Norris and Inglehardt (2016, p. 6) take Mudde’s definition to mean that populism is: ‘a loose set of ideas that share three core features: anti-establishment, authoritarianism, and nativism.’ But this is not Mudde’s position. In his view (KL 639-640): ‘populism is most fundamentally juxtaposed to liberal democracy rather than to democracy per se or to any other model of democracy.’ Hence, Mudde does not think that populism is ipso facto authoritarian, but, like Norris and Inglehardt, he does blur the difference between liberal democracy and neoliberalist democracy. However, later on in his book, Mudde does admit that although populism mostly has occurred within the context of liberal democracy, it is primarily a reaction against the surrender of all ‘government-able’ parties on the left-right axis to globalist neoliberalism’s political economy.  As Mudde emphasizes (KL 2099-2101): [even] ‘social democratic parties…have embraced economic globalization, European integration, and multiculturalism.’  No one has expressed this change of goal in democracy from equal freedom to unceasing competition and growth better than the former Danish Minister of Finance, the social democrat Bjarne Corydon. In an interview from 2013[3] he announced: I believe in the competition state as the new welfare state.

Thus, the crisis for social democratic parties and the flight of their members and supporters towards populist parties has very much to do with their surrender to globalist neoliberalism’s idea of progress as based on professional managers’ permanent reform efforts. This is also why populism cannot be identified by ‘cultural backlash’ and ‘economic decline’ only or even primarily. In the US, for example, liberal democracy has always been claimed to rely on the accumulation of social capital in the civic culture.  As Robert Putnam and Lewis Feldstein most succinctly have defined it (2004, p. 9):[4]

‘Creating robust social capital takes time and effort. For the most part, it develops through extensive and time-consuming face-to-face conversation between two individuals or among small group. [This is required] to build the trust and mutual understanding that characterize the relationships that are the basis of social capital. So we see no way that social capital can be created instantaneously or en masse.’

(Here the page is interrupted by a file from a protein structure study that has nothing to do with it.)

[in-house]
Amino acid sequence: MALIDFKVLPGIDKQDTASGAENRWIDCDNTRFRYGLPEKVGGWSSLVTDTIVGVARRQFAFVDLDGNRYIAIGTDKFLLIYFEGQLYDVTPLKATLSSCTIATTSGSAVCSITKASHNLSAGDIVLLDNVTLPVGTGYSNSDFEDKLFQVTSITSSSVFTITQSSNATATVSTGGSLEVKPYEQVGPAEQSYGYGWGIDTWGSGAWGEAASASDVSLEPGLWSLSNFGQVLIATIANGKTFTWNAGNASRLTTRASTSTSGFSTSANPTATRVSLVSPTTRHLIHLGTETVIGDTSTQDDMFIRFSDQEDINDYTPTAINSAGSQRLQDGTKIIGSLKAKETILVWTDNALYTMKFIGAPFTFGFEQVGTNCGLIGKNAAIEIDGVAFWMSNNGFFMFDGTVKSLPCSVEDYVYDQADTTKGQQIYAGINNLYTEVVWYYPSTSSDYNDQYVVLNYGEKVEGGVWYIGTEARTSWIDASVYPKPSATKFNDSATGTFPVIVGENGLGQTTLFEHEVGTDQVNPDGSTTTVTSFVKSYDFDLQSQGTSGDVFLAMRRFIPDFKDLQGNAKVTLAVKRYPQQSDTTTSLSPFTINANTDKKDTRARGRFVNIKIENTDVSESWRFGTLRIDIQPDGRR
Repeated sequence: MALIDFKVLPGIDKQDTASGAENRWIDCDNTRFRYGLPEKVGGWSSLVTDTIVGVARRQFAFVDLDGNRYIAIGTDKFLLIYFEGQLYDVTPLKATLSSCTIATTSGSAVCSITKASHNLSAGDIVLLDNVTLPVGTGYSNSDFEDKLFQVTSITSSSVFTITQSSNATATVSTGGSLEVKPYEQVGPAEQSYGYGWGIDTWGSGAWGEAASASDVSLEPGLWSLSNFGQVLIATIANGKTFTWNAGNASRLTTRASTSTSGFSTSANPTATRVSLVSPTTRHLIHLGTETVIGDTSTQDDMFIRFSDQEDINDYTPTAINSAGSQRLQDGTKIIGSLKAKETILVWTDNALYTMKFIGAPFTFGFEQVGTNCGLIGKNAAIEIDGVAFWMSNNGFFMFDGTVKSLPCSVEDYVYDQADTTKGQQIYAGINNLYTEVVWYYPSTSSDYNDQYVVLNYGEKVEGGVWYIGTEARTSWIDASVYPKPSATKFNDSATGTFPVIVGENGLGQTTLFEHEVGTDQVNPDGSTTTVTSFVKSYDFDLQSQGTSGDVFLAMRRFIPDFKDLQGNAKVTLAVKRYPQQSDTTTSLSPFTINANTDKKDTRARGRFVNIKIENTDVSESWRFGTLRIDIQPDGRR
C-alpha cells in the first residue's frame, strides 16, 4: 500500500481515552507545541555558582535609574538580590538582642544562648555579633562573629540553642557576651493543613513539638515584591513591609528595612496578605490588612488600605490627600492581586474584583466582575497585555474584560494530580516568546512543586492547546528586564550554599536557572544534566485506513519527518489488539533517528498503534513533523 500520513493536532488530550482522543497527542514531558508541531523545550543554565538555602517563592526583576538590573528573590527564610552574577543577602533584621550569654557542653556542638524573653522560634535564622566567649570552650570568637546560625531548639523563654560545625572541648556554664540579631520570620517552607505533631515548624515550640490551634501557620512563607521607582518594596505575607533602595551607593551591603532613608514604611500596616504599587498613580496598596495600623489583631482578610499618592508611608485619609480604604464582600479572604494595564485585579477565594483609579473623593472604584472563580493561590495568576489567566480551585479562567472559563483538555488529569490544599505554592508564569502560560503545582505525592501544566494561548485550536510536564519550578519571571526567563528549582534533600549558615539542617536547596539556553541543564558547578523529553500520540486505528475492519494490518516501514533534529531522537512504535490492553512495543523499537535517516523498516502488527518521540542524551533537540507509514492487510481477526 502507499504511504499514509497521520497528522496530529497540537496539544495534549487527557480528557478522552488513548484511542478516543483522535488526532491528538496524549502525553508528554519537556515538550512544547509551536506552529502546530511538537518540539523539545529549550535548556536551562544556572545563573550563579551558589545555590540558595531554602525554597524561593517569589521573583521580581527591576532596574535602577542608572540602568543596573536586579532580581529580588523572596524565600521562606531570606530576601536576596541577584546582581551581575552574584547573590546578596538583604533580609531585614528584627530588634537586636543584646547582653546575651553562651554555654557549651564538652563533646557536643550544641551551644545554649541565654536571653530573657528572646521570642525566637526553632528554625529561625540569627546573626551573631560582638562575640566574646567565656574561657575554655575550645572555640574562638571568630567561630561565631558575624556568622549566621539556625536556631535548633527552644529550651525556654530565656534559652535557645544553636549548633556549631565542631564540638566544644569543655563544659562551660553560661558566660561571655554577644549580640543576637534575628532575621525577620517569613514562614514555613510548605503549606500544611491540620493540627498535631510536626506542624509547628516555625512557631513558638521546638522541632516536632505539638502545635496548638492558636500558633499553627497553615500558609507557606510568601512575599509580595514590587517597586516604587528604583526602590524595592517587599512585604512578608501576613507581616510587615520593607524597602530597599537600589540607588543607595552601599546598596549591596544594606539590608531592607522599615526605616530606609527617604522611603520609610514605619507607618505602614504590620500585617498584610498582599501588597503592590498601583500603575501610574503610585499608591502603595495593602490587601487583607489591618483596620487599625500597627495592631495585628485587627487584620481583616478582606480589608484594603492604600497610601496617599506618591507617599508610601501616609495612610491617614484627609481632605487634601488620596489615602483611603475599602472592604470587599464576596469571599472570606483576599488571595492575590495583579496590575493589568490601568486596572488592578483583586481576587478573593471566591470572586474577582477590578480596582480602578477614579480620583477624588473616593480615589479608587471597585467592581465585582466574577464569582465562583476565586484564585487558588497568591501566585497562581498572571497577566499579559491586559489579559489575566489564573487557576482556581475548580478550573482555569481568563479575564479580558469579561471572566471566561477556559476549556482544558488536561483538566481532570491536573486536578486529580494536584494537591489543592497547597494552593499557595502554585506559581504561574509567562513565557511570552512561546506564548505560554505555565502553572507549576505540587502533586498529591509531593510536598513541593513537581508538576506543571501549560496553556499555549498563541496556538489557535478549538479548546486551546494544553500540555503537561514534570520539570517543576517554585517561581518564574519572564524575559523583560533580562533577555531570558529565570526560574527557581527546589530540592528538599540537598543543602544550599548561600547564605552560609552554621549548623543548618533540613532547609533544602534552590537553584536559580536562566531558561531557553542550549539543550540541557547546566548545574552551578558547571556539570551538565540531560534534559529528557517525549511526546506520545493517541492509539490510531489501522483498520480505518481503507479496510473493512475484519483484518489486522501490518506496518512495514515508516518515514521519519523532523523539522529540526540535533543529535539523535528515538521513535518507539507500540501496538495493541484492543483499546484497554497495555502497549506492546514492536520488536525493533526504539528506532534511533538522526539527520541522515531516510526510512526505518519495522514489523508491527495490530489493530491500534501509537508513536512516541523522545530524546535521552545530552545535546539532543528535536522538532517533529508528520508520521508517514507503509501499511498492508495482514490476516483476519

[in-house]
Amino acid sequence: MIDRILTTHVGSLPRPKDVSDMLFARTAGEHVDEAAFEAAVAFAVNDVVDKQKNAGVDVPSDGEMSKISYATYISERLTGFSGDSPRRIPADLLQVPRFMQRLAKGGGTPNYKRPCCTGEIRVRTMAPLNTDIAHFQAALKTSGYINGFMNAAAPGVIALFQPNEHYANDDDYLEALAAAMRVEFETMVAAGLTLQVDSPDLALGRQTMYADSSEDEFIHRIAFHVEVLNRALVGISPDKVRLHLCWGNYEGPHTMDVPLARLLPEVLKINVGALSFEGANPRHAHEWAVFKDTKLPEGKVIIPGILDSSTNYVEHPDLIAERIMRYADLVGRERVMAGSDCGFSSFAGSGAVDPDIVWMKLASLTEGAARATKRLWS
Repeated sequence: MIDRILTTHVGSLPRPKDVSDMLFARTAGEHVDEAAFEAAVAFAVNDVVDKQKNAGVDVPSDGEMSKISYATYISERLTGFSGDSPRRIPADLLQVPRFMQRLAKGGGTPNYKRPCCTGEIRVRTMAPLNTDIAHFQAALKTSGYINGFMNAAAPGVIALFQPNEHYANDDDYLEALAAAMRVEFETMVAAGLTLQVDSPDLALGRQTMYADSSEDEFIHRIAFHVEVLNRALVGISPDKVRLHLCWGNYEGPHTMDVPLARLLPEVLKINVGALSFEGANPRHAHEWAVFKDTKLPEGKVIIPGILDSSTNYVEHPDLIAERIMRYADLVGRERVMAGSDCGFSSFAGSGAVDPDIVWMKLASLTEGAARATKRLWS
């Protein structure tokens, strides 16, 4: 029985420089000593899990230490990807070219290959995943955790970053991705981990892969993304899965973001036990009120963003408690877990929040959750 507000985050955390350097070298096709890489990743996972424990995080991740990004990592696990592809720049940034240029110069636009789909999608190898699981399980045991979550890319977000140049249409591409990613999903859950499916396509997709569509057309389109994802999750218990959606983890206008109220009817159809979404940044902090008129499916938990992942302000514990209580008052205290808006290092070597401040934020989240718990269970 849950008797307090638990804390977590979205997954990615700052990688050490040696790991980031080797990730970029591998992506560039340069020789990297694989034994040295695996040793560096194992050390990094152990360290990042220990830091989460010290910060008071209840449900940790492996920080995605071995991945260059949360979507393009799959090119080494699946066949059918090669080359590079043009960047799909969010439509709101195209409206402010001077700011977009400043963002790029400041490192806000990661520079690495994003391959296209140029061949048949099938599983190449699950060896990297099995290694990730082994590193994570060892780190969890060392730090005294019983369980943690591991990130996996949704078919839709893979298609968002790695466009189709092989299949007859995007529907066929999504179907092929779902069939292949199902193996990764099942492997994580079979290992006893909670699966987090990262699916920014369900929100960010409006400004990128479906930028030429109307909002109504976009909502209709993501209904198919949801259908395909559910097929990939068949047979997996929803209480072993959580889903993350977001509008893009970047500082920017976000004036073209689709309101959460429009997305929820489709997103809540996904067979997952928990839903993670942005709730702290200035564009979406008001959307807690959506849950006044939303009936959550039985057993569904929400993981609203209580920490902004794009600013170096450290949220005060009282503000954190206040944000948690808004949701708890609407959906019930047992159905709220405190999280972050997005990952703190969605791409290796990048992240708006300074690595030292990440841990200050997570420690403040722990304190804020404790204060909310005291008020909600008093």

The social democrats who shaped the Nordic Welfare states were heavily influenced by this notion of social capital inherent to the US civic culture concept (Almond and Verba 1963). Like ‘older white men’ in the US they have grown up in ‘slower’, less globalized and diversified times where communication and interaction were very much face-to-face and local in nature. They have been socialized into believing that deliberation, negotiation and compromise take time and depend on ‘copresence‘, and relations of mutual trust. But neoliberalism prioritizes competition and inequality over social capital and equality what obviously favour those ‘professionals’ who exercise their human faculties for getting success and ‘making a difference’ best. No wonder, therefore, that the tension between actors in political institutions and associated individuals in the political community today has grown to the point where democracy is approaching an existential crisis. Liberal democracy has traditionally emphasized the relationship between the building of robust institutions and the accumulation of social capital. But the populist notion of popular sovereignty as relying on the exercise of strong and decisive leadership has always been an element of liberal democracy as well. So in a way liberal democracy and populism form a political unity: